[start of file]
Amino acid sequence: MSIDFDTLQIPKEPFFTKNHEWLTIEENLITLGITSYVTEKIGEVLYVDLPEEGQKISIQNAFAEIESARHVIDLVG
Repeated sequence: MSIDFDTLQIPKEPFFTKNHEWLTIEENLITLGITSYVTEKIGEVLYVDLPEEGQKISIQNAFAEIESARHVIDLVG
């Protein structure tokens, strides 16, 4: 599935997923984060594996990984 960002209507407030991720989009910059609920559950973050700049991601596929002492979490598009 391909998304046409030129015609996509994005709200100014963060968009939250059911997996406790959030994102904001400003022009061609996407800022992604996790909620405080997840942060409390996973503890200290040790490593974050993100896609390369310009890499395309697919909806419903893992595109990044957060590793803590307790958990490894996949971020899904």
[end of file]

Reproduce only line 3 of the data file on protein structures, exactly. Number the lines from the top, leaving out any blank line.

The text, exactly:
């Protein structure tokens, strides 16, 4: 599935997923984060594996990984 960002209507407030991720989009910059609920559950973050700049991601596929002492979490598009 391909998304046409030129015609996509994005709200100014963060968009939250059911997996406790959030994102904001400003022009061609996407800022992604996790909620405080997840942060409390996973503890200290040790490593974050993100896609390369310009890499395309697919909806419903893992595109990044957060590793803590307790958990490894996949971020899904």